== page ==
By Lynn Willoughby
Serpents Rising by David A. Poulsen
This author lives just west of Clareshom and clearly enjoyed using Calgary as the locale for the plot to unravel. It is a mystery and you will enjoy his references to not only familiar places and diners in and around Calgary, but also his large collection of music by Canadian artists. He orders “double doubles”, the weather is always in Celsius and there is loads of other Canadiana.
Freelance journalist, Adam Cullen, hires private detective Mike Cobb to find the arsonist who killed Cullen’s wife. The police, the fire department, insurance and forensic investigators have all given up and the case has gone cold. Cobb has had no luck either.
When Cobb heeds help searching for a crack addicted teenage runaway, he ask for Cullen’s help. Cullen has just done a series of news stories on the seamy side of life in downtown Calgary. The two work well together and I enjoyed their conversations and their mutual respect, their shared love of music, their food experiences. For both of them the glamour of a stakeout soon wore thin when the weather was minus 25 degrees Celsius!
The two stories run parallel and we are taken to the empty buildings populated by the homeless, given an inside look at drug businesses run by biker gangs, the pedophile and his story, the gang leader, the lady who volunteers at the homeless shelter, what it is like to be in high school today, or to be a principal in one, not to leave out the cook in the diner. All have things to hide and all are connected.
The characters of Jay and Zoe – two homeless teenagers with a history of drug abuse, were very believable. Poulsen knows his stuff when it comes to kids.
It’s a good mystery, well written with a few glitches in the plot that made me mutter at the editor. However, I will read another Cullen and Cobb mystery when it is published.
- The Welcomin’
- Sam’s Cage
…………..plus many books for kids
Sweetland by Michael Crummy
I do enjoy Canadian books and this was no exception. I found it funny at times, heartbreaking at times, downright sad at times. It is …”a deeply suspenseful story about one man’s struggles against the forces of nature and the ruins of memory.”
A remote island off the coast of Newfoundland has been inhabited for twelve generations. The families know each other very well. Fishing has been the traditional livelihood through all these years, but now more and more people are leaving for jobs “away” – whether factories in Ontario or the oil sands at Fort McMurray.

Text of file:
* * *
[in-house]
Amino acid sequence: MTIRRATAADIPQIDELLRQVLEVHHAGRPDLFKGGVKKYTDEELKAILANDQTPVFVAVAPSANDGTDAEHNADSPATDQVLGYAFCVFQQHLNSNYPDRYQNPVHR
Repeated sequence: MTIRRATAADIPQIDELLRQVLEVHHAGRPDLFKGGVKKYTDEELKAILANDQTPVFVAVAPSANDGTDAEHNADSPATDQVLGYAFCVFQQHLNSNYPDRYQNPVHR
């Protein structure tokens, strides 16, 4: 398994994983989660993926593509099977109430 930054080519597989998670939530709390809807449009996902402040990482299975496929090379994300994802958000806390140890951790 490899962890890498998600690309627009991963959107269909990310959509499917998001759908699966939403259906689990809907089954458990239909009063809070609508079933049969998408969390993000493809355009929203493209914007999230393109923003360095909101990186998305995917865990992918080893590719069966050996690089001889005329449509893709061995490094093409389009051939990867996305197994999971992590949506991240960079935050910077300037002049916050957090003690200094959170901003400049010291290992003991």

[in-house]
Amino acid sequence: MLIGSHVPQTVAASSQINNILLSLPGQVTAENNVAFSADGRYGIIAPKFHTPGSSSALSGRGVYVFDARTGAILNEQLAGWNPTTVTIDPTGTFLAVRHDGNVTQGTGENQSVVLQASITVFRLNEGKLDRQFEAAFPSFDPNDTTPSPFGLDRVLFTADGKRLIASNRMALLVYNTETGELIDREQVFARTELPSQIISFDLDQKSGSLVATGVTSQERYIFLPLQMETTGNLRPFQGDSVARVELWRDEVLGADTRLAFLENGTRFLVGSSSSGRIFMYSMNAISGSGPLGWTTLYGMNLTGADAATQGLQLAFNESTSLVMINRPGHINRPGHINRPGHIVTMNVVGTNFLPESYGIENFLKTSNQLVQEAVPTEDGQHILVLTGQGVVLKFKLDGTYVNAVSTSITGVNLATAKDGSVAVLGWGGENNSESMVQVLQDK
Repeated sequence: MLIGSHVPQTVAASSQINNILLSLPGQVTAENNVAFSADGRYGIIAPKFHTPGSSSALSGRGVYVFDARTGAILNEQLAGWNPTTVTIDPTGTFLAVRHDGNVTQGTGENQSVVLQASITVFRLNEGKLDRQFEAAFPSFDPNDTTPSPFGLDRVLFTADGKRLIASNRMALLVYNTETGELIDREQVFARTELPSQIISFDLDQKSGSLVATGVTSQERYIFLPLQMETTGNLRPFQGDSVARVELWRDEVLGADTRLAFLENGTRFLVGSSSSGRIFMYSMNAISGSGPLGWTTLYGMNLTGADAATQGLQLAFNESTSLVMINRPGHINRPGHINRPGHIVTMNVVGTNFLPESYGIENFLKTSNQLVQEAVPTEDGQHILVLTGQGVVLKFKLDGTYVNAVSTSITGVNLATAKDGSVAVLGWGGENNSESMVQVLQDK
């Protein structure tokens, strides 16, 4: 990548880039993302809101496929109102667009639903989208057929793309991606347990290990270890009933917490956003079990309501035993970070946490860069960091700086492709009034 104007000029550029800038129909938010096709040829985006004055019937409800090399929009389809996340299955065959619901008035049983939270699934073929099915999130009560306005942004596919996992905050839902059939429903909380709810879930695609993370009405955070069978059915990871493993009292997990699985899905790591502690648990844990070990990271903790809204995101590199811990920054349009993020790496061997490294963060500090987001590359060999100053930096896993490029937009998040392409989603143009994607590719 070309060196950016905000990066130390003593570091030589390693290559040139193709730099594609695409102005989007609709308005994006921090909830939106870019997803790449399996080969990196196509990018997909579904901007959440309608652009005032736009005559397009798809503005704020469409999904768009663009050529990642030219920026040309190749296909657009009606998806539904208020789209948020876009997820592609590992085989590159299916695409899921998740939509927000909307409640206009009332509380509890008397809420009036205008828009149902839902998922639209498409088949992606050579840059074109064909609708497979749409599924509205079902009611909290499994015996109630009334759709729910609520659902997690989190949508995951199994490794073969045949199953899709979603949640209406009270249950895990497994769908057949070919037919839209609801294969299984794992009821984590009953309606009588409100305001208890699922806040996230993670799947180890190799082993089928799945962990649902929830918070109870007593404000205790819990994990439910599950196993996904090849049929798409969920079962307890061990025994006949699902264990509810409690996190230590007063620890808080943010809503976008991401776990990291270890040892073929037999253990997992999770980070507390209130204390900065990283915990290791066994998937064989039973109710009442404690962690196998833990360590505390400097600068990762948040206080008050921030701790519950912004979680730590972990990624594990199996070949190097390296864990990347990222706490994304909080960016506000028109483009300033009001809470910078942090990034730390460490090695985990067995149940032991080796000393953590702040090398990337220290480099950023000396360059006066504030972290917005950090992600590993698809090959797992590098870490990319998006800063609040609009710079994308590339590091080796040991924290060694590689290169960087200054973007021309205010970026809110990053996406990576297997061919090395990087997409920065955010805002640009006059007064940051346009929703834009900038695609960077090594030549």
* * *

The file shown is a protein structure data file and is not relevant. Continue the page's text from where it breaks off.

Now, the government is offering a resettlement package with generous compensation for all the citizens. The sticking point is that EVERYONE on the island has to vacate. There are holdouts especially Moses Sweetland who vows he will never leave.
Moses did work in a factory for a short time when he was a young man, but that time had devastating physical and mental consequences. Now he fears the same thing will happen to his young great-nephew, who not only marches to a different drum, but has real mental challenges.
Moses’ family, friends and neighbours never let up on the pressure to get him to take the package and leave the island. There are tragic results.
This tale of modern survival in an inhospitable landscape and economy is interesting and the consequences of relocation really struck a note with me. It is not just a newspaper story, the people were all very real. The backstory was truly a salute to the resiliency of generations past. After two or three hundred years of dependency on fishing, Newfoundland was now unsustainable. “Canada” has been printed on the passport, but “Newfoundland” is the primary identity.
After Newfoundland joined Confederation in 1949, the government devised a resettlement program, erasing hundreds of communities from the map, coercing tens of thousands of Newfoundlanders to move to designated “growth centres”. “Resettled people” were told to “burn their boats” and abandon their centuries old way of life.